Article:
In these difficult economic times, you would think that the protest song would be enjoying something of a revival. That, unfortunately, has not proven to be the case although British band The Amplifires do find time to make a point or two regarding society’s situation during the course of their album “Life’s a Gamble”.
There is nothing as overt as a call to arms here but The Amplifires manage, at the very least, to suggest subversion with Sharon Clancy’s laconic voice evoking the atmosphere of oppression that often provides their lyrical motivation. Of course, there are conventional songs, like “Grace and Danger”, that demonstrate something more akin to honesty than a political sensibility but, equally, there are songs like “Fat Cats” and “What Is It Good For (War)” to show the band’s true colours.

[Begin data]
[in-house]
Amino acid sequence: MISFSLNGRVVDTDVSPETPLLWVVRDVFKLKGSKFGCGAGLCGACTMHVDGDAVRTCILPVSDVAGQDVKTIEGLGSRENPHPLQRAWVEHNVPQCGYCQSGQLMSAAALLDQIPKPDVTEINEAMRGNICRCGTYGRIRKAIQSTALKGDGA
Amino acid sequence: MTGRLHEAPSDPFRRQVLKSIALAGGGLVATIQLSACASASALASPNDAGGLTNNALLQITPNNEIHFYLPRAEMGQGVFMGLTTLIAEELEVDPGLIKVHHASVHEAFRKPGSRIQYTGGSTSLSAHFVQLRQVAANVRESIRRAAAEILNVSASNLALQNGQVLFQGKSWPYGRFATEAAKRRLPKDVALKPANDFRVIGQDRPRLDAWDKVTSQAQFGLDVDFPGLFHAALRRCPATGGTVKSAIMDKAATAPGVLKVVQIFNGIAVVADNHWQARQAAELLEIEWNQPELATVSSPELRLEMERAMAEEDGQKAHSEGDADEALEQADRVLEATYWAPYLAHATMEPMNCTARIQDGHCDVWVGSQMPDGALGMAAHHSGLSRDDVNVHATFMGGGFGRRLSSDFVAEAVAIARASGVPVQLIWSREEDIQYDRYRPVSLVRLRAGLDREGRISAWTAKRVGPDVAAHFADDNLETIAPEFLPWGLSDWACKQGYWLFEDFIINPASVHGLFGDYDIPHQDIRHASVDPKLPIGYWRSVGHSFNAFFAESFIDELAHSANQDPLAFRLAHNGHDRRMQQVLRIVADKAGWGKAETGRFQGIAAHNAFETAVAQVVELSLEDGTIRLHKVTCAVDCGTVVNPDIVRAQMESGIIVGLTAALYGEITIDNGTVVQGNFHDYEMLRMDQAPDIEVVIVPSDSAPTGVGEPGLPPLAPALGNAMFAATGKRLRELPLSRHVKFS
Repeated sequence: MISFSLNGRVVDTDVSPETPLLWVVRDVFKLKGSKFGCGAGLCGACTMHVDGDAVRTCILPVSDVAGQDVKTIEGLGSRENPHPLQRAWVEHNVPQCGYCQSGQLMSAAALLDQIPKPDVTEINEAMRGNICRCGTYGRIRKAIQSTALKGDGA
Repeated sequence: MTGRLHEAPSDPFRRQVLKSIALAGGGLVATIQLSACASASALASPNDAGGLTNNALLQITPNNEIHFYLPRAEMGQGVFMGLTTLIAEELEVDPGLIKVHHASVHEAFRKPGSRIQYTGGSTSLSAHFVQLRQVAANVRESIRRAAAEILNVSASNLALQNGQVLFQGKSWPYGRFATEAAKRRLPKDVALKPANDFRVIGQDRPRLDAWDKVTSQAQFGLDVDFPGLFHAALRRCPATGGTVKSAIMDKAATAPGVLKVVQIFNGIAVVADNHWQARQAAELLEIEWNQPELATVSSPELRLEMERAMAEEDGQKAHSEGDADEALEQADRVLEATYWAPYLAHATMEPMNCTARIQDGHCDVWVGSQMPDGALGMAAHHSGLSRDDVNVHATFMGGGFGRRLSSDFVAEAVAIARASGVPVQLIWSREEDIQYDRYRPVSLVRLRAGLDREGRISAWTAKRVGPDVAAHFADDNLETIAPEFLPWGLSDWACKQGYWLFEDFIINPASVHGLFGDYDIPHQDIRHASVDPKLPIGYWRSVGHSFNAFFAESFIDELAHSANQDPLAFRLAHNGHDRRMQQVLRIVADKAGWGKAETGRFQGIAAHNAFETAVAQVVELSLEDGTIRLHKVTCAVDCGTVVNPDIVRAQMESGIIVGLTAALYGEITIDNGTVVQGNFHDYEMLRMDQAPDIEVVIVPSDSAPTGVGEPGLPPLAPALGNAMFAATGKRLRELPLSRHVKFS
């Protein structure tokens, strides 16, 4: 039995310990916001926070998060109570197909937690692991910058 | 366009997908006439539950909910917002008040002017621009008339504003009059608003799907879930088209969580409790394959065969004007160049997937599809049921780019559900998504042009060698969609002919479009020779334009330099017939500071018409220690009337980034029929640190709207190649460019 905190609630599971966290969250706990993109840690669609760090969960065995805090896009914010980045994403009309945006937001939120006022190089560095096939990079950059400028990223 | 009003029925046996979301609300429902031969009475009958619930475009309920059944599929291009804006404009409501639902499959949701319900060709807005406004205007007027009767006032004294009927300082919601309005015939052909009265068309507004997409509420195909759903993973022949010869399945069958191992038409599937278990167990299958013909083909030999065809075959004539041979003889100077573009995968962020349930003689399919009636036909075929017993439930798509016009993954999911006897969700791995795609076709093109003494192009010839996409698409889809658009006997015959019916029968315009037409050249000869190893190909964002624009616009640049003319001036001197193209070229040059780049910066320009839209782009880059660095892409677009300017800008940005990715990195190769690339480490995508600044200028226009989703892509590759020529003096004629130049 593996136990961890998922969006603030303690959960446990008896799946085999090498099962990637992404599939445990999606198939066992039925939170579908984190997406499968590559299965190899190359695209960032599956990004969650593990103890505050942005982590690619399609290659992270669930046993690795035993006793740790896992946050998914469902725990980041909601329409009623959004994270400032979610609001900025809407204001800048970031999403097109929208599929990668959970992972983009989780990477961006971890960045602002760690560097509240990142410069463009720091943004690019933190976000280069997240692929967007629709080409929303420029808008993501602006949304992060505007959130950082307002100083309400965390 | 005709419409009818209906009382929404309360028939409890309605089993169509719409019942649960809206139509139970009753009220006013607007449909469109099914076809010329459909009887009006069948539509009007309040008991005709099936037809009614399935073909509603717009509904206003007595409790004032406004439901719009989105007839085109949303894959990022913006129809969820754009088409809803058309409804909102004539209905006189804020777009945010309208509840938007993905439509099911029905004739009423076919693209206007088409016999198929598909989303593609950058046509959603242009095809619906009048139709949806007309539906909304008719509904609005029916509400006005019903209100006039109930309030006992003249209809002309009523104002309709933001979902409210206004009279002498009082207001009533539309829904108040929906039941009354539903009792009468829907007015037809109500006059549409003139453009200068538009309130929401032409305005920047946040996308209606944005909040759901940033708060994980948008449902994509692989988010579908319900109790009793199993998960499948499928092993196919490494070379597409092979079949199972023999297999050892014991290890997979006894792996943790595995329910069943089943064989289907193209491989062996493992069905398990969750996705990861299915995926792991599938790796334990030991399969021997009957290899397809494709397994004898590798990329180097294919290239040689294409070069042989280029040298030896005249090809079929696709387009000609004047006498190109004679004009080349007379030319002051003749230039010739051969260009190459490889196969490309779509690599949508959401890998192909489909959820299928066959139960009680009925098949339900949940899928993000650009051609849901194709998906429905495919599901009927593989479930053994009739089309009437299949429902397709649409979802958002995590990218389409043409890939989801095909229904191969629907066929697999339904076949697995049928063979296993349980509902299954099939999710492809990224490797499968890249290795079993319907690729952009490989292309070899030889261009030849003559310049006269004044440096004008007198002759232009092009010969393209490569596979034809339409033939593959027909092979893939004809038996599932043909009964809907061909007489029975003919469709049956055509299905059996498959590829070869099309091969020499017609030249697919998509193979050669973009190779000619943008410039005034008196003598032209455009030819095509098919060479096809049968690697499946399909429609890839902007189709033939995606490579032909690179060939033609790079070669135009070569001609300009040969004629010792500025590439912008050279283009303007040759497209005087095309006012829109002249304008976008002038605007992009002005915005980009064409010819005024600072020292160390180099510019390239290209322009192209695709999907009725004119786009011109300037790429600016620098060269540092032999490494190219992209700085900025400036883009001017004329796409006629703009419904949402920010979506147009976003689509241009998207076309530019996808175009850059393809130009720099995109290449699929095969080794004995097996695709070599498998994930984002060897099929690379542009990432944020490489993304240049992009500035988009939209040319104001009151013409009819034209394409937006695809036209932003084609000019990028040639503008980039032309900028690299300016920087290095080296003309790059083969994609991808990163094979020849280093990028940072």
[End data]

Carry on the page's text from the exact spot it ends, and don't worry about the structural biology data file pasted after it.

Although guilty of avoiding virtuosity in favour of a gritty minimalism, The Amplifires stay true to their blue collar roots. Not quite revolutionaries, therefore, but The Amplifires, nonetheless, have something to say.